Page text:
By Elizabeth Kim
June 14, 2019
Mayor Bill de Blasio and City Council Speaker Corey Johnson have reached what the mayor calls a "handshake" deal on a roughly $92.8 billion city budget for the upcoming fiscal year, a growth of 4% over last year’s plan, with additional funding for school social workers, libraries, city parks, and abortion services.
Despite calls for belt-tightening, the budget agreement, which was on-time and balanced, calls for the largest budget in the city’s history. The deal adds $150 million to the city’s $1.15 billion general reserve, a level that the Citizens Budget Commission said does not adequately prepare New York in the event of a recession.
"It's not enough," said Andrew Rein, the president of the Citizens Budget Commission, calling the deal a "missed opportunity" to maximize the contribution to the city's rainy day fund.
This year, the budget identified a total of more than $300 million in savings, including $25 million from staffing cuts and $20 million eliminated from the Thrive NYC, the $850 million mental health initiative spearheaded by the mayor’s wife, Chirlane McCray, which has come under criticism for lack of accountability.
Rein argued that most of that savings should be put into the city's general reserve.
The actual text of the budget agreement has not yet been formally finalized. But at a press conference on Friday afternoon at City Hall, de Blasio, flanked by City Council members, highlighted spending decisions that he said were designed to make New York a “fairer city.”
Along those lines, the budget addresses several hot-button issues around education.
In response to criticisms and rallies by privately contracted universal pre-K teachers over pay disparities between themselves and those teaching in New York public school system, de Blasio said the city had initiated talks to address that inequity, with hopes of resolving the issue this summer.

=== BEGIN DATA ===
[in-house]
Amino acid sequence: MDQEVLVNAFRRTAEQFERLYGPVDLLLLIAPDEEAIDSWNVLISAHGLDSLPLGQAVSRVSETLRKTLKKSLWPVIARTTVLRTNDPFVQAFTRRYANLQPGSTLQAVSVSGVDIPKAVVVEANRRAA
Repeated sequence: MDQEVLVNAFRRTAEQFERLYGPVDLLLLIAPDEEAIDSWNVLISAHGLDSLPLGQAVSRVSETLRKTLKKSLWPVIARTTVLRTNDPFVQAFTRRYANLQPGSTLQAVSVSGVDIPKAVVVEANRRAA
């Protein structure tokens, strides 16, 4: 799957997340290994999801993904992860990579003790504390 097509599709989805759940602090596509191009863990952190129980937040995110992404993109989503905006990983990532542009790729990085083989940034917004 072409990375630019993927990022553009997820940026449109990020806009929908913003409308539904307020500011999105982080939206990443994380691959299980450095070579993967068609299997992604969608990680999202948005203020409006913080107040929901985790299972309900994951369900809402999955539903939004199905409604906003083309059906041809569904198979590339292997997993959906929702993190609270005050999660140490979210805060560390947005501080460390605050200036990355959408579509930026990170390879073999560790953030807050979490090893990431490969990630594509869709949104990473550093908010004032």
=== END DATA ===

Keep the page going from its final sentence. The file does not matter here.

“We are literally at the negotiating table now,” he said.
Following the announcement, the United Neighborhood Houses, a policy organization that represents settlement houses hired by the city to be pre-K providers, issued the following statement: “Achieving true salary parity will not happen overnight, but this announcement is a step towards ensuring equity for all early childhood education staff. We look forward to learning more in the coming weeks about how salary parity will be implemented for the staff in community-based early childhood programs.”
The city’s Universal pre-K program is considered de Blasio’s signature education achievement. The latest deal notably adds $25 million to expand program for 3-year-olds, or “3-K,” to 14 districts and 20,000 children by September 2020.
And addressing another intensifying issue in recent weeks, the agreement also sets aside $26 million to fund a total of 285 social workers, including mental health specialists, to work in the city’s public school system. Part of that money will come from Thrive NYC's budget.
City libraries and parks, two enormously popular public resources and closely watched budget items, will also see additional funding.
The city’s library system, which had been facing an $11 million funding cut, would receive an additional $33 million for expenses, a historic high, according to Speaker Johnson. Prior to the Friday’s news, city library officials had launched a campaign against the reduced funding, saying that the cuts would have required some libraries to close on weekends.
Meanwhile, the proposed budget would provide $43 million to hire 150 park maintenance workers. New Yorkers for Parks, an advocacy group, had lead a coalition to lobby the mayor for additional funding as part of a campaign called "Play Fair."
This year’s budget marked the second one negotiated by Johnson, who is openly exploring a bid to succeed de Blasio as mayor of New York City.
He said in negotiating the budget with the mayor, he was guided by the principle, "Do the most good for people who need it the most."
Referring to his childhood, which included periods of economic struggle, he added, "I know how important schools and parks and libraries are."
In a politically — if not financially — significant, gesture, the city plans to allocate $250,000 to help pay for abortions for poor women who have traveled from other states to obtain the procedure in New York City.
City officials have estimated that the money would allow about 500 women to obtain abortions, according to the New York Times.